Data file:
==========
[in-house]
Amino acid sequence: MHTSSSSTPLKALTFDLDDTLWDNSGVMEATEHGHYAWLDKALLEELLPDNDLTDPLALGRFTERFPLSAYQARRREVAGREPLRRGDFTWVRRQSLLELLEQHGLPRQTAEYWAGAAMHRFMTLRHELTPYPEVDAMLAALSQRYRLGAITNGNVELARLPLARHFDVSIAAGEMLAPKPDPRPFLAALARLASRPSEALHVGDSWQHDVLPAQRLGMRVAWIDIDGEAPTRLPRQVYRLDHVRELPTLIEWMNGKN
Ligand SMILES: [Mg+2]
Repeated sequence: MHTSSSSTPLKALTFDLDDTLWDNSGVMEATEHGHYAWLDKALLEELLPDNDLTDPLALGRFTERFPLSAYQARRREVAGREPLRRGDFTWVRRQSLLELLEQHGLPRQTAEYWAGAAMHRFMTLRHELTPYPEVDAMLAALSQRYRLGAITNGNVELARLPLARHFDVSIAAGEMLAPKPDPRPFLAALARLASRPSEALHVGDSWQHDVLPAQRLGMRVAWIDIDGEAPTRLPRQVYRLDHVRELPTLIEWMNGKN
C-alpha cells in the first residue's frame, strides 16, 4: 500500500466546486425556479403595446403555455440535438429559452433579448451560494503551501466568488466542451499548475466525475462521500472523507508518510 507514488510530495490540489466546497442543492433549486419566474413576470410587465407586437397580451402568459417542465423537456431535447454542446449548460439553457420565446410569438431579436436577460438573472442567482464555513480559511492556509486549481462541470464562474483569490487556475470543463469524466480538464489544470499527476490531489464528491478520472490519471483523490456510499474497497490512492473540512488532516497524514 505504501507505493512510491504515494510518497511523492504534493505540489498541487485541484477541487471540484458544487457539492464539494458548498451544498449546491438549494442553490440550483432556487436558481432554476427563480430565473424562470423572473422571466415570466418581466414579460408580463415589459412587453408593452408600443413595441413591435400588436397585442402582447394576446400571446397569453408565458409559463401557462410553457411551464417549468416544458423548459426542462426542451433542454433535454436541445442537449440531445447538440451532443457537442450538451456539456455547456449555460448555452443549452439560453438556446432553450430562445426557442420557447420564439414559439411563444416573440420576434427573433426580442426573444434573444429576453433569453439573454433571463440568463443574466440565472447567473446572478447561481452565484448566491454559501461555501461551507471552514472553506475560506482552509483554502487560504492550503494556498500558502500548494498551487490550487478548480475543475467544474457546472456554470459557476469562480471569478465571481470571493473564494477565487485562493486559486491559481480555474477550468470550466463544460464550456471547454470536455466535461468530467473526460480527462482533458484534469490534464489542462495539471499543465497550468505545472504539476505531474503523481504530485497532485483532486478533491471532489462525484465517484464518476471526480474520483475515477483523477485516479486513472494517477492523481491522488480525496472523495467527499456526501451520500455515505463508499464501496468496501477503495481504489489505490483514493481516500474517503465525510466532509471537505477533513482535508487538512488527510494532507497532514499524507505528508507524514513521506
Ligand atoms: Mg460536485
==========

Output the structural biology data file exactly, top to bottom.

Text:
[in-house]
Amino acid sequence: MHTSSSSTPLKALTFDLDDTLWDNSGVMEATEHGHYAWLDKALLEELLPDNDLTDPLALGRFTERFPLSAYQARRREVAGREPLRRGDFTWVRRQSLLELLEQHGLPRQTAEYWAGAAMHRFMTLRHELTPYPEVDAMLAALSQRYRLGAITNGNVELARLPLARHFDVSIAAGEMLAPKPDPRPFLAALARLASRPSEALHVGDSWQHDVLPAQRLGMRVAWIDIDGEAPTRLPRQVYRLDHVRELPTLIEWMNGKN
Ligand SMILES: [Mg+2]
Repeated sequence: MHTSSSSTPLKALTFDLDDTLWDNSGVMEATEHGHYAWLDKALLEELLPDNDLTDPLALGRFTERFPLSAYQARRREVAGREPLRRGDFTWVRRQSLLELLEQHGLPRQTAEYWAGAAMHRFMTLRHELTPYPEVDAMLAALSQRYRLGAITNGNVELARLPLARHFDVSIAAGEMLAPKPDPRPFLAALARLASRPSEALHVGDSWQHDVLPAQRLGMRVAWIDIDGEAPTRLPRQVYRLDHVRELPTLIEWMNGKN
C-alpha cells in the first residue's frame, strides 16, 4: 500500500466546486425556479403595446403555455440535438429559452433579448451560494503551501466568488466542451499548475466525475462521500472523507508518510 507514488510530495490540489466546497442543492433549486419566474413576470410587465407586437397580451402568459417542465423537456431535447454542446449548460439553457420565446410569438431579436436577460438573472442567482464555513480559511492556509486549481462541470464562474483569490487556475470543463469524466480538464489544470499527476490531489464528491478520472490519471483523490456510499474497497490512492473540512488532516497524514 505504501507505493512510491504515494510518497511523492504534493505540489498541487485541484477541487471540484458544487457539492464539494458548498451544498449546491438549494442553490440550483432556487436558481432554476427563480430565473424562470423572473422571466415570466418581466414579460408580463415589459412587453408593452408600443413595441413591435400588436397585442402582447394576446400571446397569453408565458409559463401557462410553457411551464417549468416544458423548459426542462426542451433542454433535454436541445442537449440531445447538440451532443457537442450538451456539456455547456449555460448555452443549452439560453438556446432553450430562445426557442420557447420564439414559439411563444416573440420576434427573433426580442426573444434573444429576453433569453439573454433571463440568463443574466440565472447567473446572478447561481452565484448566491454559501461555501461551507471552514472553506475560506482552509483554502487560504492550503494556498500558502500548494498551487490550487478548480475543475467544474457546472456554470459557476469562480471569478465571481470571493473564494477565487485562493486559486491559481480555474477550468470550466463544460464550456471547454470536455466535461468530467473526460480527462482533458484534469490534464489542462495539471499543465497550468505545472504539476505531474503523481504530485497532485483532486478533491471532489462525484465517484464518476471526480474520483475515477483523477485516479486513472494517477492523481491522488480525496472523495467527499456526501451520500455515505463508499464501496468496501477503495481504489489505490483514493481516500474517503465525510466532509471537505477533513482535508487538512488527510494532507497532514499524507505528508507524514513521506
Ligand atoms: Mg460536485